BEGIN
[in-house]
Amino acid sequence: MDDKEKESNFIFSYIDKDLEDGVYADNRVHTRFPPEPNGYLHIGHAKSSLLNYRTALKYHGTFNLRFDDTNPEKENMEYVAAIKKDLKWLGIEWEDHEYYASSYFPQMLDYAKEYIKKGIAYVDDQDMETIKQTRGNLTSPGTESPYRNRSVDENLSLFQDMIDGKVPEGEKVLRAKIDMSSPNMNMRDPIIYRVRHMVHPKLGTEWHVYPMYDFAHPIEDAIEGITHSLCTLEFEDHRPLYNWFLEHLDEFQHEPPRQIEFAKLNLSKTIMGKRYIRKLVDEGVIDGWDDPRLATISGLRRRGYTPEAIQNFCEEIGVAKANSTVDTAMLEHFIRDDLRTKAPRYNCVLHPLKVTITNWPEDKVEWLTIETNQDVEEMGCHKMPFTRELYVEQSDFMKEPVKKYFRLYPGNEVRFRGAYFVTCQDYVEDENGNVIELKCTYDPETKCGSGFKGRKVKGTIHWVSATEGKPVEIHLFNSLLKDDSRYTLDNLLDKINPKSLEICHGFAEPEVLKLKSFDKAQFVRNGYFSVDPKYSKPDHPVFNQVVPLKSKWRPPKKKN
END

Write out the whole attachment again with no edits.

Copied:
[in-house]
Amino acid sequence: MDDKEKESNFIFSYIDKDLEDGVYADNRVHTRFPPEPNGYLHIGHAKSSLLNYRTALKYHGTFNLRFDDTNPEKENMEYVAAIKKDLKWLGIEWEDHEYYASSYFPQMLDYAKEYIKKGIAYVDDQDMETIKQTRGNLTSPGTESPYRNRSVDENLSLFQDMIDGKVPEGEKVLRAKIDMSSPNMNMRDPIIYRVRHMVHPKLGTEWHVYPMYDFAHPIEDAIEGITHSLCTLEFEDHRPLYNWFLEHLDEFQHEPPRQIEFAKLNLSKTIMGKRYIRKLVDEGVIDGWDDPRLATISGLRRRGYTPEAIQNFCEEIGVAKANSTVDTAMLEHFIRDDLRTKAPRYNCVLHPLKVTITNWPEDKVEWLTIETNQDVEEMGCHKMPFTRELYVEQSDFMKEPVKKYFRLYPGNEVRFRGAYFVTCQDYVEDENGNVIELKCTYDPETKCGSGFKGRKVKGTIHWVSATEGKPVEIHLFNSLLKDDSRYTLDNLLDKINPKSLEICHGFAEPEVLKLKSFDKAQFVRNGYFSVDPKYSKPDHPVFNQVVPLKSKWRPPKKKN